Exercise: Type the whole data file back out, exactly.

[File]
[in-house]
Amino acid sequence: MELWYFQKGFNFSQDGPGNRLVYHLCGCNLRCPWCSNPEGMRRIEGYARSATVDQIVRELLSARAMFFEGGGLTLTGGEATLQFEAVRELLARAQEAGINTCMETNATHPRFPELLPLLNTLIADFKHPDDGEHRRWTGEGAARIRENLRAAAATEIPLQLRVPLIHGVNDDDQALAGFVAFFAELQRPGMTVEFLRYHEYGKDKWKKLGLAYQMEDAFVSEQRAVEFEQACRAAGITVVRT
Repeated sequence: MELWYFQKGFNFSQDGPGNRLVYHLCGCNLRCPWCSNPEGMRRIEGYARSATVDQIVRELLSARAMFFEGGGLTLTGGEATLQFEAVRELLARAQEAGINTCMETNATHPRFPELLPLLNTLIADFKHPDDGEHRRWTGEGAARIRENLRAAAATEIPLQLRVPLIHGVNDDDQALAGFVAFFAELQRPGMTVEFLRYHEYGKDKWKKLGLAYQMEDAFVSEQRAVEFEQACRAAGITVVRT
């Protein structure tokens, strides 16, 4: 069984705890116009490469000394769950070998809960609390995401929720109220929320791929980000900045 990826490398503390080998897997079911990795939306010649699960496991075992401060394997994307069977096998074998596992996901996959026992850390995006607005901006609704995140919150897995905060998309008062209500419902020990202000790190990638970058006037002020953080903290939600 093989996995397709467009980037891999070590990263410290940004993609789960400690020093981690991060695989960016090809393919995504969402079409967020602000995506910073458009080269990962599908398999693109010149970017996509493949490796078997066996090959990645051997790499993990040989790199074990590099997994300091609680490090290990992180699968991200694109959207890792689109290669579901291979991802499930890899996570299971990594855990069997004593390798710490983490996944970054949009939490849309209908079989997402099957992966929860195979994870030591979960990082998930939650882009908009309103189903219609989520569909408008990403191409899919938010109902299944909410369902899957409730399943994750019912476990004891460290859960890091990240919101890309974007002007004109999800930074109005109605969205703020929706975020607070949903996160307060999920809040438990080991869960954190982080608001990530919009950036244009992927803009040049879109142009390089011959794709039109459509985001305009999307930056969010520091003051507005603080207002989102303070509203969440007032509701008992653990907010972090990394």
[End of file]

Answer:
[in-house]
Amino acid sequence: MELWYFQKGFNFSQDGPGNRLVYHLCGCNLRCPWCSNPEGMRRIEGYARSATVDQIVRELLSARAMFFEGGGLTLTGGEATLQFEAVRELLARAQEAGINTCMETNATHPRFPELLPLLNTLIADFKHPDDGEHRRWTGEGAARIRENLRAAAATEIPLQLRVPLIHGVNDDDQALAGFVAFFAELQRPGMTVEFLRYHEYGKDKWKKLGLAYQMEDAFVSEQRAVEFEQACRAAGITVVRT
Repeated sequence: MELWYFQKGFNFSQDGPGNRLVYHLCGCNLRCPWCSNPEGMRRIEGYARSATVDQIVRELLSARAMFFEGGGLTLTGGEATLQFEAVRELLARAQEAGINTCMETNATHPRFPELLPLLNTLIADFKHPDDGEHRRWTGEGAARIRENLRAAAATEIPLQLRVPLIHGVNDDDQALAGFVAFFAELQRPGMTVEFLRYHEYGKDKWKKLGLAYQMEDAFVSEQRAVEFEQACRAAGITVVRT
């Protein structure tokens, strides 16, 4: 069984705890116009490469000394769950070998809960609390995401929720109220929320791929980000900045 990826490398503390080998897997079911990795939306010649699960496991075992401060394997994307069977096998074998596992996901996959026992850390995006607005901006609704995140919150897995905060998309008062209500419902020990202000790190990638970058006037002020953080903290939600 093989996995397709467009980037891999070590990263410290940004993609789960400690020093981690991060695989960016090809393919995504969402079409967020602000995506910073458009080269990962599908398999693109010149970017996509493949490796078997066996090959990645051997790499993990040989790199074990590099997994300091609680490090290990992180699968991200694109959207890792689109290669579901291979991802499930890899996570299971990594855990069997004593390798710490983490996944970054949009939490849309209908079989997402099957992966929860195979994870030591979960990082998930939650882009908009309103189903219609989520569909408008990403191409899919938010109902299944909410369902899957409730399943994750019912476990004891460290859960890091990240919101890309974007002007004109999800930074109005109605969205703020929706975020607070949903996160307060999920809040438990080991869960954190982080608001990530919009950036244009992927803009040049879109142009390089011959794709039109459509985001305009999307930056969010520091003051507005603080207002989102303070509203969440007032509701008992653990907010972090990394």